Pour ce 19-ème épisode, nous allons évoquer une chanson sur NewYork provenant en fait d’une musique sénégalaise!
La pochette du 33T Gainsbourg Percussions :
Et celle (rare) d’un 45T promotionnel :
La pochette de l’album de Babatunde Olatunji :
Pour voir Pauvre Lola avec France Gall c’est ici
Le recto de la pochette de Gainsbourg Percussions. Toutes les chansons sont signées Gainsbourg :
Pour la SACEM idem paroles et musique Gainsbourg :
For my Friends who don’t speak French a summary in English. I hope it can help to follow what I say.
For this 19th episode, we are going to talk about a New York song that actually comes from Senegalese music!
• Sample of the cover by Serge Gainsbourg
When Gainsbourg released his album Gainsbourg Percussions in 1964, the concept seemed quite innovative and, later, some would say that it was the first album of « world music » in France. However, Gainsbourg Percussions is not more successful than its previous opus. With time, some songs emerge : Couleur Café, New York-USA and perhaps Pauvre Lola for the laughter of France Gall.
• Sample of Pauvre Lola
By the way, it was in 1964 that the first Gall-Gainsbourg collaborations came out, the apotheosis of which was the Eurovision Song Contest the following year in 1965.
In New York USA, Gainsbourg, who has not yet come to the US, lists the buildings of the Big Apple: Empire State Building, Rockefeller Center etc while the female choirs answer him « Haut c’est haut » (High It’s high). The arranger of the album Alain Goraguer says he used to explain to French choristers to take very high-pitched voices like African choristers. And for good reason ! Let’s listen to Serge Gainsbourg’s « inspiration ».
• Sample of the original version www.youtube.com/watch?v=BYzWQ8rEJbo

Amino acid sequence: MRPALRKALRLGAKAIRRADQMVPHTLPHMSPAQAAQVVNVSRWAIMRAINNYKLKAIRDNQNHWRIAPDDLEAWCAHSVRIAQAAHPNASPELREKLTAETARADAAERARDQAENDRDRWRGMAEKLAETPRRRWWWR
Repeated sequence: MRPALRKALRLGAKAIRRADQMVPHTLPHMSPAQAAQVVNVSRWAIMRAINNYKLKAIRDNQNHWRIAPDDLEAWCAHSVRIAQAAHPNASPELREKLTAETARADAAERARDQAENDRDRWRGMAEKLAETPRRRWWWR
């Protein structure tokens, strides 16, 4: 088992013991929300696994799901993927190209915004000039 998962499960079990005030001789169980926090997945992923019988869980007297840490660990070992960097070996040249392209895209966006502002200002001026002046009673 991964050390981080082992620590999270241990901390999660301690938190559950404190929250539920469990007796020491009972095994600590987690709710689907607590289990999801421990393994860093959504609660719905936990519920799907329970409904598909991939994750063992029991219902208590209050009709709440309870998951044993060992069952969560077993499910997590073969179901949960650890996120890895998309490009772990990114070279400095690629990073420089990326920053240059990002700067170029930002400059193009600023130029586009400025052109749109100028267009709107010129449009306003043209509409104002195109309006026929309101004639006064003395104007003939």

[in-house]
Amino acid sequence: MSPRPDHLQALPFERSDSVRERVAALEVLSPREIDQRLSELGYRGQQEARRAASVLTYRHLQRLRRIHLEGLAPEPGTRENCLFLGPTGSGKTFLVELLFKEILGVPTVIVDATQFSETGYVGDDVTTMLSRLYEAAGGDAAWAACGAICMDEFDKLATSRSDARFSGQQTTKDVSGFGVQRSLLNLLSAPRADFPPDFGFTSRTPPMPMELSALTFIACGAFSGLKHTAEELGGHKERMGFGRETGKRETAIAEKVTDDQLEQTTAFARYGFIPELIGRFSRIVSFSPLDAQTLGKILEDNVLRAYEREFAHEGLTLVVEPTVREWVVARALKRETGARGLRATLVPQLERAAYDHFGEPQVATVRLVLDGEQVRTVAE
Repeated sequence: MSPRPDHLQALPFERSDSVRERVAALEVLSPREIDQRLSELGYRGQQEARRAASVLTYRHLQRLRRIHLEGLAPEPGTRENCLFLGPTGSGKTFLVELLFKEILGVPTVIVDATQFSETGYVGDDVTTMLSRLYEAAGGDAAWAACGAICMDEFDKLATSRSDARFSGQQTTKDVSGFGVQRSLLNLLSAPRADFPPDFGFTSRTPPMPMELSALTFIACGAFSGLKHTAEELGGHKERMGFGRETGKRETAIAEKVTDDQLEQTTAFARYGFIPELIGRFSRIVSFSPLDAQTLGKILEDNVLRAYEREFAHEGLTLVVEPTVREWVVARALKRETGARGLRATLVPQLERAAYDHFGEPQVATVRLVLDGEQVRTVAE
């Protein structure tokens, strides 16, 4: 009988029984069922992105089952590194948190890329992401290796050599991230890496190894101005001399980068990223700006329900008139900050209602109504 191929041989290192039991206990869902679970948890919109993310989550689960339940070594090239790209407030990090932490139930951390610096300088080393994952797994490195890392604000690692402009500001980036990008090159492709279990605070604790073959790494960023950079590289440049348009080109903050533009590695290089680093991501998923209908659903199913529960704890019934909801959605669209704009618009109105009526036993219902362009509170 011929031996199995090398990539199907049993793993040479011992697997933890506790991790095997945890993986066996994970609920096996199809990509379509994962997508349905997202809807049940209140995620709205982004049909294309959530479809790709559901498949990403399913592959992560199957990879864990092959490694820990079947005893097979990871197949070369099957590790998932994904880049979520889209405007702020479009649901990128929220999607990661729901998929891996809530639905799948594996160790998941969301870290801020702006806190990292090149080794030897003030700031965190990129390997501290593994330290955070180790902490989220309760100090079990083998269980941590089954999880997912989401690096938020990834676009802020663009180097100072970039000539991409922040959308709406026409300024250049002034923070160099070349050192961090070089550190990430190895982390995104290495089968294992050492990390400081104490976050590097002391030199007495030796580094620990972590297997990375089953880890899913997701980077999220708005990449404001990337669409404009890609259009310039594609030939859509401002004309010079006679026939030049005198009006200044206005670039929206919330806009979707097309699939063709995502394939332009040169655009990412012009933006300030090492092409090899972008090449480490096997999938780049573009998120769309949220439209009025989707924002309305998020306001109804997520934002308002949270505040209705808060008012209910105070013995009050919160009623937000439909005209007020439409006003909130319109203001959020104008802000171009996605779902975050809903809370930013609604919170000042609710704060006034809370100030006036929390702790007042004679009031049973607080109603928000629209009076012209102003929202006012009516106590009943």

Yes, it’s not an inspiration, it’s an adaptation of the title Akiwowo by Nigerien Babatunde Olatunji released in the USA in 1960. The album was not released in France which will prevent Gainsbourg from paying the rights until 1986! Although it was not released in France, the Drums of Passion album had a certain impact in the United States, introducing many American jazzmen and intellectuals to African music. Babatunde played with saxophonist John Coltrane who will say that his encounter with the African music of Babatunde has changed the way he plays. The legend says that Harry Belafonte would have offered this album to Guy Béart who would have loaned it to his artistic director who was also the artistic director of Gainsbourg. This would be how Babatunde’s music would have reached the ears of someone who is not yet called Gainsbarre.
Akiwowo‘s lyrics have nothing to do with New York. This is the plea of a man who tells a train conductor, Akiwowo, to take him home, to the house of his ancestors.
Note that Babatunde Olatunji is himself inspired by a traditional Senegalese song.
In reality, a song rarely comes out of nowhere.